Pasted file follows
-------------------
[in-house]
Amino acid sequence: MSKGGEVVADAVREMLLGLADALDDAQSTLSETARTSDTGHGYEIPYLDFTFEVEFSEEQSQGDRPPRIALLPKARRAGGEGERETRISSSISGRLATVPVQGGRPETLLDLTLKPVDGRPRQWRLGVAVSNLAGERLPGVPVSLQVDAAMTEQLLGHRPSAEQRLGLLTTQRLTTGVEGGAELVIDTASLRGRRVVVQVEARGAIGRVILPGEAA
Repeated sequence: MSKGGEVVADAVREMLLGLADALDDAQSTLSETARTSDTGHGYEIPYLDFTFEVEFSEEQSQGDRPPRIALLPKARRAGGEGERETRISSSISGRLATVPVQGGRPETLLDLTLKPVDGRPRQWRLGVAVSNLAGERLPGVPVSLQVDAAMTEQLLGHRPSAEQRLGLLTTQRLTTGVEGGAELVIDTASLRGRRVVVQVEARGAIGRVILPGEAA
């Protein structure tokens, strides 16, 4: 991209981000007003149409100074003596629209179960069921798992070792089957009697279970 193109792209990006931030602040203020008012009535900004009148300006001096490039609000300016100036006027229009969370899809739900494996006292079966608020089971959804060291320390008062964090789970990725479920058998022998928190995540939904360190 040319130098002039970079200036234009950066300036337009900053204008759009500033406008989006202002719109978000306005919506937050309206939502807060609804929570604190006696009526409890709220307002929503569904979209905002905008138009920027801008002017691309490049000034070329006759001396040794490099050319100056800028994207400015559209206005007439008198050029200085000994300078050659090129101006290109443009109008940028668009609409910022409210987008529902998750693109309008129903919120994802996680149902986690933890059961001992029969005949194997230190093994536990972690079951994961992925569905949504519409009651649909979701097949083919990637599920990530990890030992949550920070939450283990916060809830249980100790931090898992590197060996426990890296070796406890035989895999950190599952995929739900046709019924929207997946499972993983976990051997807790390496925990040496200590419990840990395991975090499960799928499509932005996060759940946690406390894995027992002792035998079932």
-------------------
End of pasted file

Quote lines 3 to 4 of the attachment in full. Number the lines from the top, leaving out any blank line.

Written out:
Repeated sequence: MSKGGEVVADAVREMLLGLADALDDAQSTLSETARTSDTGHGYEIPYLDFTFEVEFSEEQSQGDRPPRIALLPKARRAGGEGERETRISSSISGRLATVPVQGGRPETLLDLTLKPVDGRPRQWRLGVAVSNLAGERLPGVPVSLQVDAAMTEQLLGHRPSAEQRLGLLTTQRLTTGVEGGAELVIDTASLRGRRVVVQVEARGAIGRVILPGEAA
């Protein structure tokens, strides 16, 4: 991209981000007003149409100074003596629209179960069921798992070792089957009697279970 193109792209990006931030602040203020008012009535900004009148300006001096490039609000300016100036006027229009969370899809739900494996006292079966608020089971959804060291320390008062964090789970990725479920058998022998928190995540939904360190 040319130098002039970079200036234009950066300036337009900053204008759009500033406008989006202002719109978000306005919506937050309206939502807060609804929570604190006696009526409890709220307002929503569904979209905002905008138009920027801008002017691309490049000034070329006759001396040794490099050319100056800028994207400015559209206005007439008198050029200085000994300078050659090129101006290109443009109008940028668009609409910022409210987008529902998750693109309008129903919120994802996680149902986690933890059961001992029969005949194997230190093994536990972690079951994961992925569905949504519409009651649909979701097949083919990637599920990530990890030992949550920070939450283990916060809830249980100790931090898992590197060996426990890296070796406890035989895999950190599952995929739900046709019924929207997946499972993983976990051997807790390496925990040496200590419990840990395991975090499960799928499509932005996060759940946690406390894995027992002792035998079932």